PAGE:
Fort Worth Nature Center, October 30

It was a sunny mild autumn day and impossible to stay inside, and so I climbed up to the ridge at the Fort Worth Nature Center & Refuge to visit Lone Point Shelter. The narrow path hugs the ridge, and on the last part you climb a series of stone steps.

Lone Point, when built by the Civilian Conservation Corps in 1935, offered a wooden roof as shelter, but now all that remains is the rock framework. Still you can sit on the inside rock ledges like benches, perfect for having a snack or writing in a nature journal.

Historic photo, from a sign at FW Nature Center & Refuge

I sat on the rock bench at 2:22pm, and it was sunny with scattered puffy clouds and a slight cool breeze. It was 74 degrees (and 46% relative humidity, according to the thermometer/hygrometer that I carry with me). Back to the northwest and away from Lake Worth, the trail circles a beautiful savannah with live oak, cedar elm, and open areas with grasses, prickly pear cactus, and Arkansas yucca.

Butterflies were everywhere – small yellow ones flying along the ground, bigger ones with pale yellow or brilliant yellow-orange bouncing among the yucca and cacti, American snouts, a red admiral, a hackberry emperor, and a big swallowtail (probably a tiger swallowtail from my glimpse of the yellow and black pattern before it disappeared around a possumhaw bush.

An American snout (lower center), camouflaged among the fallen brown leaves
A clouded yellow butterfly caught in flight

I chewed a few juniper berries, which I think were not fully ripe but they did have a little of that wonderful aromatic taste. It was warm (79 degrees) but still very comfortable, and the sky was a clear and fairly deep blue. I walked back to the Lone Point structure thinking that today was really remarkable and feeling very grateful.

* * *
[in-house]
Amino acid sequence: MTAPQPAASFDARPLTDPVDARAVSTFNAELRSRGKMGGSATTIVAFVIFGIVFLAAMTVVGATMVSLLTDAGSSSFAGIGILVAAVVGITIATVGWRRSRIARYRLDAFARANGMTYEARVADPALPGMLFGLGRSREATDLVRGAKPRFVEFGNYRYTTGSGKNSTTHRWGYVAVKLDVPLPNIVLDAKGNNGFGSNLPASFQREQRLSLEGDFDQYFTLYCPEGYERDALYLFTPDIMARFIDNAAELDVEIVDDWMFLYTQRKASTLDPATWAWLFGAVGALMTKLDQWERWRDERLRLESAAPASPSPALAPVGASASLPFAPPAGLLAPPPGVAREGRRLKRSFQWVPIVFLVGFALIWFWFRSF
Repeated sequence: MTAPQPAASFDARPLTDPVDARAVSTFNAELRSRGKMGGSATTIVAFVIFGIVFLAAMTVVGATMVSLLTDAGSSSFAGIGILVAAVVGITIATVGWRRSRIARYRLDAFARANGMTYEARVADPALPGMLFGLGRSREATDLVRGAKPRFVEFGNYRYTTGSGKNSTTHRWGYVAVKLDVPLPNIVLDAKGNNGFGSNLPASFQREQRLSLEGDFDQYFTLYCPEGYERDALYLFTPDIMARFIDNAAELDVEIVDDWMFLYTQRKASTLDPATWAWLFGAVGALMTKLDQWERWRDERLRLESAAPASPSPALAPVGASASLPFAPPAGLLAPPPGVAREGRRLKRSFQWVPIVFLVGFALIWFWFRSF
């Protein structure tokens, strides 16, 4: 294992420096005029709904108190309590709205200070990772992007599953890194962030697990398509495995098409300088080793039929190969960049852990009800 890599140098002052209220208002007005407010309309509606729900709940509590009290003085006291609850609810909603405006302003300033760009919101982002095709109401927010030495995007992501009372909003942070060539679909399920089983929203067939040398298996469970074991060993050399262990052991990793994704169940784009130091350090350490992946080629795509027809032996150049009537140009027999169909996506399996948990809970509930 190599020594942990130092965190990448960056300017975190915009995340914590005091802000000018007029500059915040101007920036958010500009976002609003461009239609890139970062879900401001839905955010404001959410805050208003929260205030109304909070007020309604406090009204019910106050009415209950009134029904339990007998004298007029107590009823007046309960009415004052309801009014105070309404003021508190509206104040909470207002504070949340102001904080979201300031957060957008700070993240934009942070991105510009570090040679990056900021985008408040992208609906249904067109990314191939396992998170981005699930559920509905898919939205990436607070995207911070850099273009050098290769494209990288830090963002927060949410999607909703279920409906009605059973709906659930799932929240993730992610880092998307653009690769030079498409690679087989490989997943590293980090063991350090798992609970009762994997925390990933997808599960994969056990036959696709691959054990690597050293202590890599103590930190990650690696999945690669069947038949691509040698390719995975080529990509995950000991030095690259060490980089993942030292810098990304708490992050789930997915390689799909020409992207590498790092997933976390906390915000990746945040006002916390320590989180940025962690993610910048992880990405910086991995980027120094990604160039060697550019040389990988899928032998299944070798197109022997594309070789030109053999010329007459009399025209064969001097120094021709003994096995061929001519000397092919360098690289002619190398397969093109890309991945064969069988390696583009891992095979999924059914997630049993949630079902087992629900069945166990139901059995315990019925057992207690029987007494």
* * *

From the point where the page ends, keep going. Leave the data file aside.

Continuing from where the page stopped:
Here the savannah slopes down toward woodland
A common buckeye

I would gladly have stayed, watched the shadows lengthen and seen the sunset, but the refuge was going to close. I looked around and this beautiful place a little more, got a glimpse of Lake Worth below the ridge, and headed back down toward home.

Words and Experience

On my back fence a vine grows, with fairly large heart-shaped leaves, light green in the sunlight and a deeper shade in the shadows. The leaves are spaced alternately along the stems, and each one has a serrated edge or margin. A central vein grows to the tip of the leaf and smaller veins branch off and extend to the margins. The veins make a delicately embossed pattern on the plain green leaf. 

At least for today, I don’t care what the vine is called or to what category of plants it belongs. It is enough to see the green of the leaves and see the vein-embossed, saw-toothed little hearts that they make. If I knew the name, would I have walked over to look closely at the details? Maybe. But I might have thought, “Oh, that’s what it is,” and my curiosity could have ended with the name. I could have remembered that the leaves are alternate and have serrated edges and bypassed a few moments of beauty and symmetry.